Lord Greaves: My Lords, I am about to refer to the noble Lord, Lord Grocott, so perhaps he would like to stay for a minute. The noble Lord, Lord Norton, and I stand very firmly in different political traditions, but we very often agree on the things that we want to debate. When I saw that this debate had been tabled, I thought that I must take part, and I agreed with 99 out of 100 points that he made. The point that I did not agree with particularly was when he suggested that we are not necessarily here as political animals. I am very much a political animal. I am here not because I am good, great or particularly wise—I do not necessarily think that I am any of those things—but because I am a politician who stands for a particular point of view, which I believe to be valid, and I am incredibly privileged to be able to take part in the councils of this country and in this House. Without political parties, this House simply would not function. I am in no way undermining or underrating the role of Cross Benchers, but we would not work without political parties. I was very grateful to the noble Lord, Lord Grocott, for saying that, and he can go now.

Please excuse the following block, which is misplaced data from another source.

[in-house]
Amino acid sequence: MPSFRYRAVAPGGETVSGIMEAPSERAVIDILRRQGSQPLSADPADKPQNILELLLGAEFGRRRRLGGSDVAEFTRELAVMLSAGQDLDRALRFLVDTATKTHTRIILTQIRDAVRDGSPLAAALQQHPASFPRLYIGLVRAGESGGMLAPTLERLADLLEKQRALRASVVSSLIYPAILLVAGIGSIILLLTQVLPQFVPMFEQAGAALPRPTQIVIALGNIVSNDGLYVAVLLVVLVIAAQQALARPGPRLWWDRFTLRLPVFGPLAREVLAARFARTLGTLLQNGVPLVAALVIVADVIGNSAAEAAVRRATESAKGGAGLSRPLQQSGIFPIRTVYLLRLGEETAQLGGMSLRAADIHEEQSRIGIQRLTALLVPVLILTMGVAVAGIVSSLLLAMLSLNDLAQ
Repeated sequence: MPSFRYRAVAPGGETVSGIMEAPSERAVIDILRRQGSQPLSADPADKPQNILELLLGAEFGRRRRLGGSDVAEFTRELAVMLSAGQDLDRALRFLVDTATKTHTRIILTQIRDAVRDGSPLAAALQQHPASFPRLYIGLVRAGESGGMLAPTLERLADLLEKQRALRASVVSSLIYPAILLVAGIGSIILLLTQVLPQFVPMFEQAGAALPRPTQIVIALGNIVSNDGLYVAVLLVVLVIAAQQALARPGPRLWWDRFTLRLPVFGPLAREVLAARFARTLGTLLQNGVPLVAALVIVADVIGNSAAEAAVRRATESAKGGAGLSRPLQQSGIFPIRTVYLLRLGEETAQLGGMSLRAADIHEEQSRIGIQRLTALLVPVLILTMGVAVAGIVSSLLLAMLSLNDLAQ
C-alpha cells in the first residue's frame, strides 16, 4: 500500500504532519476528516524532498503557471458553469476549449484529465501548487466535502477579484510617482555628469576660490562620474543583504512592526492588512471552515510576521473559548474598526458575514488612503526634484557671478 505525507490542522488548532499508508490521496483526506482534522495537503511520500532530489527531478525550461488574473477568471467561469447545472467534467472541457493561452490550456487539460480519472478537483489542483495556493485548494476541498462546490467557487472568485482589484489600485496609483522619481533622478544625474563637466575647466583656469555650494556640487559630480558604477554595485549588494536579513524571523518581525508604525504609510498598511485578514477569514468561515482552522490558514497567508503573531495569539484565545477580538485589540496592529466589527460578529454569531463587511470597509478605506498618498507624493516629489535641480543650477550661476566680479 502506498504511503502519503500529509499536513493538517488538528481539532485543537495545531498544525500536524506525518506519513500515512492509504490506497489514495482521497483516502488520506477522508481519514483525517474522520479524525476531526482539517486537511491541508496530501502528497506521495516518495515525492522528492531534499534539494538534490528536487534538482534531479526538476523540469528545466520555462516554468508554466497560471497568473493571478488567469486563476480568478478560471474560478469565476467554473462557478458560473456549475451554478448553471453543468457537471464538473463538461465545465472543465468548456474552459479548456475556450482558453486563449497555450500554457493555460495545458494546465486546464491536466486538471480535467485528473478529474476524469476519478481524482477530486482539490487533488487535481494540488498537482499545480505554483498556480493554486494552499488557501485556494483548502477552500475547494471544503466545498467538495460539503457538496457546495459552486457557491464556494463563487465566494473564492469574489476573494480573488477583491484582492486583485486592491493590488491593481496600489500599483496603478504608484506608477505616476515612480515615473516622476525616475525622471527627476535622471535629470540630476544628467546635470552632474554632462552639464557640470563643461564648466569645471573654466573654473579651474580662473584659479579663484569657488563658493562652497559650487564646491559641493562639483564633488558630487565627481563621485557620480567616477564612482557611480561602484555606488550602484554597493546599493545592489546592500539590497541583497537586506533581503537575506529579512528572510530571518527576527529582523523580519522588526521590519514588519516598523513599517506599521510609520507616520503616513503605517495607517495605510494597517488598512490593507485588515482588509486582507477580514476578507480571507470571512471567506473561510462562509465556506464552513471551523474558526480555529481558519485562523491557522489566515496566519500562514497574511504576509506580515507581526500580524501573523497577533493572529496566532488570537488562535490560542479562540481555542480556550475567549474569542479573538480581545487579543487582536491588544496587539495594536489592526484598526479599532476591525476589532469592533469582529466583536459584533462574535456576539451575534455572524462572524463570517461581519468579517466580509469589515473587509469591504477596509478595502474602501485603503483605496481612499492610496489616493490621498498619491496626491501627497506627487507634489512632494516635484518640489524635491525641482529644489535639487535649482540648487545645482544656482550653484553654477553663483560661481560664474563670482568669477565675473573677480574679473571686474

The noble Lords, Lord Grocott and Lord Norton, referred to the visitors who come here and whom many of us delight in taking around this quite astonishing

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building, partly because it makes us look at it again. However, there is a real danger when we do so that we only look at the building and listen to the people who do the organised tours and give their little speeches. It is always worth eavesdropping on them, however, because they give us things to tell people about the building, concentrating on historical things such as Henry VIII and his concubine on the wall, the Runnymede barons who look very appropriately on everything that we say, and curiosities such as the holes in the Door in the House of Commons where Black Rod bangs his staff and in the Door here where he banged his staff during the war.

We must force ourselves to explain to visitors how this place, the House of Commons and Parliament work, because people are interested. They do not know and they do not understand. I agree that the television authorities do us a disservice by always showing the State Opening, which does not show what we do. People ask me, “Oh, do you dress up?”. I say that I do not and they ask, “What do you do then?”. People also have the impression that the House of Commons is just Prime Minister’s Question Time. As a legislative chamber, that does it a disservice. I am not one of those people who slags off the House of Commons and thinks that everyone here is wonderful. We are complementary. We both do our best and we both can, and should, improve the way in which we do it.